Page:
The problem was we were getting very close to our departure date and were still not comfortable enough to pull the trigger on one. So we decided for the beginning of our journey Katie would chase behind the RV in our Jeep.

After we’d been on the road for a while we realized it wasn’t too bad considering we weren’t driving long distances at a time. We also quickly realized some of the benefits of chasing.

Are you new to RVing and still unsure on how to tow a vehicle when traveling? We've decided on a different option, but there were a ton of things to consider before making a decision.

Benefits of Chasing vs Towing

While there are benefits to all the various options below you’ll see a couple of our favorites from our time chasing.

Driving Ahead:

One of our favorites is Katie being able to drive ahead of me and grab food or coffee. After she gets what we need we meet up at a rest stop and have lunch or coffee. In turn we don’t need to leave the road with the RV and cut down a lot of time we may have otherwise spent.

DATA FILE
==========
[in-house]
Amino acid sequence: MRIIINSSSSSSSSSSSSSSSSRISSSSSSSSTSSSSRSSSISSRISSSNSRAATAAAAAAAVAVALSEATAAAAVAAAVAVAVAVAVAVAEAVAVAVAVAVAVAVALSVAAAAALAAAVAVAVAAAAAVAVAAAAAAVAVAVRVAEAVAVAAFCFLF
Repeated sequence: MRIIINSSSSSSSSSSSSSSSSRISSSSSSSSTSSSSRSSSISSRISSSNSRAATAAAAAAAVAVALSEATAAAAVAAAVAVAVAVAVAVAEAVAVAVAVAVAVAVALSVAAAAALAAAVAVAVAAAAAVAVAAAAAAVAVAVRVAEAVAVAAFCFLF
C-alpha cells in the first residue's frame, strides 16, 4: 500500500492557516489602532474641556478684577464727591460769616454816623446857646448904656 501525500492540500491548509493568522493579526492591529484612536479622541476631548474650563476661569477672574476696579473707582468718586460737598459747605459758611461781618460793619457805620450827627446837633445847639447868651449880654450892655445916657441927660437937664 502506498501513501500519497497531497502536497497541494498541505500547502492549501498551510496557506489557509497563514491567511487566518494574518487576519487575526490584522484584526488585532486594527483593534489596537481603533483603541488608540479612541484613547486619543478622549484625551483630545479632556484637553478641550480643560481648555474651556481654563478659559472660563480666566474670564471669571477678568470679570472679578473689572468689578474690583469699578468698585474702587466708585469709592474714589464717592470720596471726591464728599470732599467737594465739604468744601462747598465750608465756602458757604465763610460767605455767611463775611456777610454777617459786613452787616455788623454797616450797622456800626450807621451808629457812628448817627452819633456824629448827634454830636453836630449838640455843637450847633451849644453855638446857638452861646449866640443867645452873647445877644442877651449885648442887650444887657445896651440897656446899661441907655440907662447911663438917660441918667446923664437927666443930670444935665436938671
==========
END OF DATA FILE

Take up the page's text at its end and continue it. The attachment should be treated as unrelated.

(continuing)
Listening to Audiobooks/Podcasts/Sports Radio:

We’re both able to listen to our audiobooks, podcasts, or sports radio. We normally listen to similar audiobooks and podcasts but driving separate gives me a little time to listen to my Atlanta Falcons radio station :).

Less Wear and Tear:

We’ve driven quite a bit in the mountains and I can tell you it sometimes puts a lot of strain on the RV engine. By not having our car attached to the RV it helps to eliminate the extra stress that could’ve been place on the RV engine.

Disadvantages of Chasing vs Towing

As with anything disadvantages can always be found. The main key is finding the option that works best for you with the least number of disadvantages. Anyway here are a few we’ve found from our time chasing.

Not Together:

The biggest disadvantage to chasing for us is that we’re not together as we’re moving locations. It is nice to be able to listen to what we each want as we travel, though we both agree being together would be better.